Shannon McLoughlin ’23 is a deeply committed member of several campus communities. She spends her free time on the rugby field, teaches fellow students about investing, and edits the Wesleyan Business Review. McLoughlin said these myriad activities had one important commonality—a community centered around mutual respect, support, and kindness. McLoughlin sat down with The Argus to discuss these communities and noted their impact on her journey as a student and person.
The Argus: Why do you think you were nominated for WesCeleb?
Shannon McLoughlin: I assume it was one of my housemates [who nominated me], but no one has confessed to it. So I assume they’re just good liars. Or maybe it’s [because of] one of the organizations I’m involved in.
A: About those organizations, let’s talk about rugby first. How did you get involved with the team?
SM: My orientation leader was actually a rugby player. I played soccer and basketball in high school, and I wanted to try something different. So I went to the first practice. [Being a] freshman was really scary, but everyone was super nice and really welcoming and really willing to teach. I just feel like it was a good environment. I ended up falling in love with the sport.
A: What about rugby do you love so much? What keeps you interested in playing now, four years later?
SM: The culture. When we play against other teams, we all sing drinking songs together at the end. Within the team, we all support each other, but even outside of the practices, it’s a very good environment and everyone likes to support [each other].
A: What has being captain of the rugby team taught you?
SM: The other captains and I plan each practice. We also plan rides to tournaments, reach out to EMTs, and all that kind of stuff. There’s four of us, and it’s honestly impossible to do by yourself. I’ve really come to appreciate the importance of learning what people’s strengths are and helping each other out.
A: Let’s pivot a bit. Tell us a bit about investing, and what drew you to that.
SM: I wasn’t sure exactly what I wanted to do when I graduated high school. I am an economics major, and got introduced to finance my freshman year, and I realized that it’s a really good career path, in terms of my interests. I really like thinking about world events. This summer, I worked at a bank, and I worked on emerging markets. So we were looking at what was happening politically in Chile, for example, or all different countries. I think that that stuff is really interesting.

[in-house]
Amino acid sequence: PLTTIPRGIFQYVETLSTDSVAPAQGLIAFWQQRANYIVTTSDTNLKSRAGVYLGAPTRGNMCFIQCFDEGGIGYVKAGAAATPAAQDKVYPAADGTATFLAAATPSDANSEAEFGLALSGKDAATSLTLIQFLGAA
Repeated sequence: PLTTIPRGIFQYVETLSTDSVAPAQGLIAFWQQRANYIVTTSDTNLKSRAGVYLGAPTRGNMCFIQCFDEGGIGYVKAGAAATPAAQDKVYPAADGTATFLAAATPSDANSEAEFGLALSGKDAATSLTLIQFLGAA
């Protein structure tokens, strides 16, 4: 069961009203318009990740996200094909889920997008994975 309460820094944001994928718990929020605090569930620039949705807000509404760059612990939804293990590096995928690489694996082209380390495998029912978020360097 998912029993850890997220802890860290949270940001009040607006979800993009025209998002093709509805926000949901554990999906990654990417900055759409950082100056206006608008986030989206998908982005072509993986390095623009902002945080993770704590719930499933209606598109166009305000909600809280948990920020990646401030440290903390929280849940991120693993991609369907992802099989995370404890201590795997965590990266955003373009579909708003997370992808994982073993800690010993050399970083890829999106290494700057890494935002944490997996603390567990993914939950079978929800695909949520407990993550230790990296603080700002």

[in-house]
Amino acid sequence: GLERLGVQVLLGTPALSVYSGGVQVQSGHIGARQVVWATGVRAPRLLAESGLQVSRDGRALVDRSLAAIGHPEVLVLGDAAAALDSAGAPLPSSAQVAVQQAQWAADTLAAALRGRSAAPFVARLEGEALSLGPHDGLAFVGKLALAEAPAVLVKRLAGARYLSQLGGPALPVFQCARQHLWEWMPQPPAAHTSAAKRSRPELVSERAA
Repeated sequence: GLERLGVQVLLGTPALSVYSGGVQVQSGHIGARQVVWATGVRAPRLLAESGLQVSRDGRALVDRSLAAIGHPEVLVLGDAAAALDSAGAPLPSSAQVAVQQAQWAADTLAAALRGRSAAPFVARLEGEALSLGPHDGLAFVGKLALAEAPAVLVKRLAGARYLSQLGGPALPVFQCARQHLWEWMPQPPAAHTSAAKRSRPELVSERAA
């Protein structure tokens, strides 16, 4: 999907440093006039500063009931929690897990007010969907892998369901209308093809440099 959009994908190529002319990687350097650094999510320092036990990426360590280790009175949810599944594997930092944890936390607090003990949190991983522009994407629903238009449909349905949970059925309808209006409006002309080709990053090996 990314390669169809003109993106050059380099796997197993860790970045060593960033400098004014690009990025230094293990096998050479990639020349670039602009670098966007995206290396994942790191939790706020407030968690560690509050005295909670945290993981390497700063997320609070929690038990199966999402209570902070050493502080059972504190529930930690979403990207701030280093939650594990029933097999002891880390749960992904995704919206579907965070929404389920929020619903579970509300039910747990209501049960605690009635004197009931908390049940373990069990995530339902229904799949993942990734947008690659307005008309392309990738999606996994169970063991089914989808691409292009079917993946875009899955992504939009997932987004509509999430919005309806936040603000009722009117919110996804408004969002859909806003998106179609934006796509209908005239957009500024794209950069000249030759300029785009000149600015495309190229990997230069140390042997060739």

A: What do you do as a co-president of the Investment Group?
SM: Each week, we create a slide deck where we teach people about [things] like what you need to do to get into finance, networking, resumes, and then technical stuff. Last week, we did an intro to valuation and valuing companies. I didn’t know anything about finance coming to Wesleyan. I didn’t think I could do finance. So I really like to have the opportunity to tell [first years] and sophomores, “I know this seems impossible, but anyone can do it.”
A: Was there a specific person or group of people that drew you to investing or the Wesleyan Investment Group?
SM: One of the previous Wesleyan Investment [Group] leaders. I found the finance space intimidating, and she was just really relatable, and very willing to help. She would talk to me about classes [and] interviews. She was amazing. And I hope that I can do that for others.
A: Thinking about your time both in class and outside of classes, do you have any advice for current or prospective students?
SM: The two big things I’m involved in, I had no idea I would be doing, coming here. Try not to be intimidated or scared by new spaces. People here do just want to help you find where you fit in. So just try whatever you can.
A: That’s beautiful. Do you have any major themes or learnings that you will take away from your time at Wesleyan?
SM: Commitment. I ended up being a leader in all of the main activities I am a part of, and I have been doing most of them since [first] year. You can do too much stuff here. It can get overwhelming and you can lose yourself. When you’re really committed to the few activities you do, it makes them so much more meaningful.
A: Are there any commonalities that you see between the communities you are a part of on campus?
SM: I feel like the culture and what people are interested in is very different between the different spaces I am in on campus. But in all of them, the people are very committed and like to work together.
A: Beyond finance and rugby, have there been any professors or individuals on campus that have really shaped your experience here?
SM: I’m a data analysis minor, and [Associate Professor of the Practice in Quantitative Analysis] Valerie Nazzaro is just amazing. I’ve TA’d under her for two years now. It’s really cool how [in her class], people learn how to code in a non-intimidating environment.… And then [Assistant Professor of Psychology] Royette Dubar. That’s the lab I’m working in right now. She really helped me see what kind of interesting research can be done in [the field of] psychology.
A: Do you have any future plans lined up for after you leave Wesleyan?
SM: Next summer I’m going to be working at Citibank, doing sales and trading in New York. In the longer future, I might like to go back to school for psych or something, but that is definitely up in the air.
A: If you had to give up rugby and play a different sport, what would you play?
SM: Frisbee. Some of my really good friends are captains on the team, and it seems like a really nice space to be a part of.
This interview has been edited for length and clarity.
Akhil Joondeph can be reached at email@example.com.